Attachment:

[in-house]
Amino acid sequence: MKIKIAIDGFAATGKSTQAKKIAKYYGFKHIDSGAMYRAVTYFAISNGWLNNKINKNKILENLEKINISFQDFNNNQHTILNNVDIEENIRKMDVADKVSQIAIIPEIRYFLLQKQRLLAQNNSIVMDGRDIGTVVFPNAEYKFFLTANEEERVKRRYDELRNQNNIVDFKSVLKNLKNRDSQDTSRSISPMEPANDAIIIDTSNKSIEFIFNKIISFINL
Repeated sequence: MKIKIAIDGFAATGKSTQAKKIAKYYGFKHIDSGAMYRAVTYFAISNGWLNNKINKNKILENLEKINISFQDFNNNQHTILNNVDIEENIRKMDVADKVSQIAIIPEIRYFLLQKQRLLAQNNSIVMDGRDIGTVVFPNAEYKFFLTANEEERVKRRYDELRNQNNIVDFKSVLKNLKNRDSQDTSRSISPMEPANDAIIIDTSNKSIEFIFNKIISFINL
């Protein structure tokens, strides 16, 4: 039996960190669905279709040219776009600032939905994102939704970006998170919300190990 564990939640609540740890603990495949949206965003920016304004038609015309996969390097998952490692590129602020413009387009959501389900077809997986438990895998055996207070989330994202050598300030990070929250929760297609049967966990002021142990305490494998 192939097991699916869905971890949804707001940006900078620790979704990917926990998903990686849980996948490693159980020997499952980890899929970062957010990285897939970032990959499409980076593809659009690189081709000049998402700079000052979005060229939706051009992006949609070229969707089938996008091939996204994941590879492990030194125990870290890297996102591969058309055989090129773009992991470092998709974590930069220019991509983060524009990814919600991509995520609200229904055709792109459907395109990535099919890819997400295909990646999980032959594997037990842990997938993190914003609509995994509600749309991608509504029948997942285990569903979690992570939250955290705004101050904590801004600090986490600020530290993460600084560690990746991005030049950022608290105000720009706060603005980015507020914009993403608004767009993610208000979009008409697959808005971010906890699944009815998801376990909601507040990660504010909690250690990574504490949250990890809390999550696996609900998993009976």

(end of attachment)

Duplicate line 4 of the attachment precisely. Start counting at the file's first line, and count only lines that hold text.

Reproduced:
């Protein structure tokens, strides 16, 4: 039996960190669905279709040219776009600032939905994102939704970006998170919300190990 564990939640609540740890603990495949949206965003920016304004038609015309996969390097998952490692590129602020413009387009959501389900077809997986438990895998055996207070989330994202050598300030990070929250929760297609049967966990002021142990305490494998 192939097991699916869905971890949804707001940006900078620790979704990917926990998903990686849980996948490693159980020997499952980890899929970062957010990285897939970032990959499409980076593809659009690189081709000049998402700079000052979005060229939706051009992006949609070229969707089938996008091939996204994941590879492990030194125990870290890297996102591969058309055989090129773009992991470092998709974590930069220019991509983060524009990814919600991509995520609200229904055709792109459907395109990535099919890819997400295909990646999980032959594997037990842990997938993190914003609509995994509600749309991608509504029948997942285990569903979690992570939250955290705004101050904590801004600090986490600020530290993460600084560690990746991005030049950022608290105000720009706060603005980015507020914009993403608004767009993610208000979009008409697959808005971010906890699944009815998801376990909601507040990660504010909690250690990574504490949250990890809390999550696996609900998993009976």